Blending Containers and Virtual Machines: A Study of Firecracker and gVisor
With serverless computing, providers deploy application code and manage resource allocation dynamically, eliminating infrastructure management from application development. This model comes with the benefit of no administration, flexible scaling, pay on use, and high availability. AWSLambda, Google Cloud Functions and Azure functions all provide this compute model for production use.
Serverless providers have a variety of virtualization platforms to choose from for isolating functions, ranging from native Linux processes to Linux containers to lightweight isolation platforms, such as Google gVisor and AWS Firecracker. These platforms form a spectrum as they move functionality out of the host kernel and into an isolated guest environment. For example, gVisor handles many system calls in a user-mode Sentry process while Firecracker runs a full guest operating system in each microVM. A common theme across these platforms are the twin goals of strong isolation and high performance.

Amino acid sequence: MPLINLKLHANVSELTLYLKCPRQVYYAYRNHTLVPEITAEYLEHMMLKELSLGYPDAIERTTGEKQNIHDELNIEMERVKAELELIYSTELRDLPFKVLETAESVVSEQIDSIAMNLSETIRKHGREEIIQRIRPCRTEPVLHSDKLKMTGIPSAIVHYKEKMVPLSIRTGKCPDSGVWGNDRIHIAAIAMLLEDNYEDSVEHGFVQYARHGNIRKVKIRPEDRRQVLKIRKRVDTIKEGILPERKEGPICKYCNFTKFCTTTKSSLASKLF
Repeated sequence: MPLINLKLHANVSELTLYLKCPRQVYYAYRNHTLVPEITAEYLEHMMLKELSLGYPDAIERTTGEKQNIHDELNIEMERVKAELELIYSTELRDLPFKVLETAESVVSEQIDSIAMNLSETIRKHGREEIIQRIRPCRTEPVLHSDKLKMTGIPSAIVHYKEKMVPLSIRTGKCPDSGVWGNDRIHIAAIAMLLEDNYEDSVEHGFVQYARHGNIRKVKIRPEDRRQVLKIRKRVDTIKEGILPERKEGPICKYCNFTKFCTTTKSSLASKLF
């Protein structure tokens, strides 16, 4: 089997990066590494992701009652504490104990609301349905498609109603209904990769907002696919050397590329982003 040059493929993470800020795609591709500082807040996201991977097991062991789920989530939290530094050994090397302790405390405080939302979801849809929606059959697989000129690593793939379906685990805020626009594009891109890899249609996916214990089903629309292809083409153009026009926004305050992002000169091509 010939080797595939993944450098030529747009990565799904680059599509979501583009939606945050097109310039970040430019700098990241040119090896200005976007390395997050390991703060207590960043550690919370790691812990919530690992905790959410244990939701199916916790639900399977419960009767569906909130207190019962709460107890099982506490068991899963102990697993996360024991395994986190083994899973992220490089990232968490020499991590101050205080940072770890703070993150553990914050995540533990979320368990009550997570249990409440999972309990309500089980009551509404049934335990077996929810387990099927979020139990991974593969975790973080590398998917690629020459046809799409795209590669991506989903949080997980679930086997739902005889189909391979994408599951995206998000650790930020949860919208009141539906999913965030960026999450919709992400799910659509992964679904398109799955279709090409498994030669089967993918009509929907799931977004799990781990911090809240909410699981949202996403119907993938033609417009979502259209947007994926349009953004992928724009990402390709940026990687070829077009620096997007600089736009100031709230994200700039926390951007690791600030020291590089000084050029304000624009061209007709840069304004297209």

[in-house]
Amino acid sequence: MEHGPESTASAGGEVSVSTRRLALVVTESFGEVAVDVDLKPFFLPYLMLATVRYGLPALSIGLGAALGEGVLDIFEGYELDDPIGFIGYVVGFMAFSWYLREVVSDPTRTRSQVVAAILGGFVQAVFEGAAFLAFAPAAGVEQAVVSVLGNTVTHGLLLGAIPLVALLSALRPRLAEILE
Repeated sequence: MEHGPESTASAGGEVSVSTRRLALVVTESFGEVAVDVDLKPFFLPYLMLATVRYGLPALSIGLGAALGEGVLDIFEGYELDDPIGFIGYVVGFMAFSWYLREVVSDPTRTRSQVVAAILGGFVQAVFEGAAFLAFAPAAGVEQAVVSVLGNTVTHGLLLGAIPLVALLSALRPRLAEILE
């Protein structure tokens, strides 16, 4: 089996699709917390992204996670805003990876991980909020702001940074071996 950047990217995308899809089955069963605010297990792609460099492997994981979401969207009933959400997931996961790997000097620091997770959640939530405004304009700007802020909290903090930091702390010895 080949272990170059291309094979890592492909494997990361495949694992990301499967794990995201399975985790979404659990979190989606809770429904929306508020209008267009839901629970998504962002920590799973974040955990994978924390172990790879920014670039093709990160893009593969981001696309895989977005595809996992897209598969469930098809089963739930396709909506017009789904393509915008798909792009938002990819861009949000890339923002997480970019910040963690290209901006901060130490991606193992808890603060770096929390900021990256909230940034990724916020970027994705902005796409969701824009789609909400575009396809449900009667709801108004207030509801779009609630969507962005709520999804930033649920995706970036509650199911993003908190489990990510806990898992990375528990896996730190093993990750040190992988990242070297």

In this paper, we perform a comparative study of Docker containers (LXC), gVisor secure containers, and Firecracker microVMs to understand how they use Linux kernel services differently: how much does their use of host kernel functionality vary? We also evaluate the performance costs of the designs with a series of microbenchmarks targeting different kernel subsystems.
Our results show that despite moving much functionality out of the kernel, both Firecracker and gVisor execute substantially more kernel code than native Linux. gVisor and Docker containers execute substantially the same code, although with different frequency.